Switch to English Language Passer en langue française Omschakelen naar Nederlandse Taal Wechseln Sie zu deutschen Sprache Passa alla lingua italiana
Members: 69,898   Posts: 1,521,065   Online: 983
      
Page 3 of 3 FirstFirst 123
Results 21 to 30 of 30
  1. #21
    butterflydream's Avatar
    Join Date
    Apr 2006
    Location
    Korea
    Shooter
    35mm RF
    Posts
    192
    Images
    31
    Another advantage of steel reel is you can load film when it's still wet. When I have to develop many films after return from trip it's good as I have only a few tanks and reels. Also I can check the film base after fixer and put the film back into reel easily.

  2. #22

    Join Date
    Jul 2006
    Location
    Durham, NC
    Shooter
    Multi Format
    Posts
    306
    Images
    26
    Throw out the plastic tanks and reels. Many people find them perfectly acceptable. I find them to be useless. Once you learn to load a stainless steel reel, you'll wonder why you wasted all theat time and effort on plastic.

    They last forever. Use stainless.
    Don Sigl
    www.drs-fineartphoto.com

  3. #23
    Ed Sukach's Avatar
    Join Date
    Nov 2002
    Location
    Ipswich, Massachusetts, USA
    Shooter
    Medium Format
    Posts
    4,520
    Images
    26
    No, NO!!! Do not ... uh ... contaminate your local landfill! Let me know and I'll PM my address ... and you can ship them to me.

    One distinct advantage to plastic - the reels are remarkably resilient - they are either straight - or broken. I've dropped SS reels before - and spent FAR more time straightening them than I have with plastic (incidentally, I have never broken a plastic reel, either).

    Are we all so "hyper" here that we cannot spend a few minutes to let a reel dry? - or are we all so cheap (and I claim first prize in that area) that we can only have one reel? I usually cycle two reels; in the time it takes to load the second reel, the first one is dry.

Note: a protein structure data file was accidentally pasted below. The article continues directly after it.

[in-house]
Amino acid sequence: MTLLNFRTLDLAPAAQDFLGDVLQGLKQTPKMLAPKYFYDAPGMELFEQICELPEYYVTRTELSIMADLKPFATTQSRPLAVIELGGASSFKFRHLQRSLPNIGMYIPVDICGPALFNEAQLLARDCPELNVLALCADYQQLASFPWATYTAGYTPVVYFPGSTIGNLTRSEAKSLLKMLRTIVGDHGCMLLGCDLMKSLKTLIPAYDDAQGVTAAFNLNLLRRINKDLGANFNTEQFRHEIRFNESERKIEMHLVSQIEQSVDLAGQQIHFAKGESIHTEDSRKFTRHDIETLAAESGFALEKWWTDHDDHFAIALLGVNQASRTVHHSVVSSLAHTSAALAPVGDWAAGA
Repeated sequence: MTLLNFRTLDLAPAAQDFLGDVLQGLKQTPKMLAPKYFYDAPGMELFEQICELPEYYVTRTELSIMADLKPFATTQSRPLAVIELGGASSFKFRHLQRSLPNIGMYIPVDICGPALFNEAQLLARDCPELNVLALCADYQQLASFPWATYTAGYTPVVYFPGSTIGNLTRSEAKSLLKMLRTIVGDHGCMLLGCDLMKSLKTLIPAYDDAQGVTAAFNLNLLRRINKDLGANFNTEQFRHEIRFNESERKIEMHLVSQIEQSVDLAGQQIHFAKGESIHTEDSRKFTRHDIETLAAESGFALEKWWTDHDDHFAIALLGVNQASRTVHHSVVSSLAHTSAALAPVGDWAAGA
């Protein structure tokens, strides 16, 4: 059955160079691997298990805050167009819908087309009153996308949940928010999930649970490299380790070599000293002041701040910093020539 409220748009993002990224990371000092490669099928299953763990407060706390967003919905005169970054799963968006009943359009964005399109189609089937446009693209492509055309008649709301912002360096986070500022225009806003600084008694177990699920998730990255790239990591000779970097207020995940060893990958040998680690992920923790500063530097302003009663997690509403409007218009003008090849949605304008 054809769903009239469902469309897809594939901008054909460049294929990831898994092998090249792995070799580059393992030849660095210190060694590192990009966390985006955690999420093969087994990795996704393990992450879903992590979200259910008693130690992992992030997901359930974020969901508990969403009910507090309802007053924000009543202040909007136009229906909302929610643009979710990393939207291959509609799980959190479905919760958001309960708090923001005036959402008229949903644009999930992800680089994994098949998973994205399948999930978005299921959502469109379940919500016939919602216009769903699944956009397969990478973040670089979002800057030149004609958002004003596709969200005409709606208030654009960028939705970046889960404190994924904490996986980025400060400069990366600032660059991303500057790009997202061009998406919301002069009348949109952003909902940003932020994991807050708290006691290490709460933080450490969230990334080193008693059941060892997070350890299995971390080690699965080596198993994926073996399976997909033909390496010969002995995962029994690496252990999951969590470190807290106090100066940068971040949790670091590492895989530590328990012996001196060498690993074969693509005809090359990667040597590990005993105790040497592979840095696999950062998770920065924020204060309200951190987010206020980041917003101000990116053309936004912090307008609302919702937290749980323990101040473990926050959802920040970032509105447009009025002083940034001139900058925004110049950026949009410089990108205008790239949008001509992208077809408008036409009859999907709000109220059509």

Carpe erratum!!

    Ed Sukach, FFP.

  4. #24

    Join Date
    Jul 2006
    Location
    Durham, NC
    Shooter
    Multi Format
    Posts
    306
    Images
    26
    Ok.... For preservation of the environment.... all unwanted plastic tanks and reels should be shipped to Ed.

    Thanks Ed I'd send you mine, but....well I had one when I was a freshman many years ago, and.....it didn't survive. (May have been the frisbee fling against the darkroom wall that did it in). I still have all the steel reels from those days though.
    Don Sigl
    www.drs-fineartphoto.com

  5. #25

    Join Date
    Nov 2005
    Location
    Los Angeles, CA
    Shooter
    Multi Format
    Posts
    4,993
    Quote Originally Posted by Ed Sukach View Post
    ??? I'm convincing myself that there is something going on here I cannot visualize.
    I was afraid to ask...

    Last time I "broke" a roll of film was when I mis-loaded a 35mm camera and the perforations ripped because I got too agressive and used a lot of pressure on the winging lever (yup, I was upset and out of control because I ran out of film and the light was fading quickly). After opening the camera back (in daylight) I tried ripping the film, but ended up basically biting it apart... and then biting a new leader. My mouth tasted funny, but it worked and I got the shot I wanted.

  6. #26
    jstraw's Avatar
    Join Date
    Aug 2006
    Location
    Topeka, Kansas
    Shooter
    Multi Format
    Posts
    2,703
    Images
    42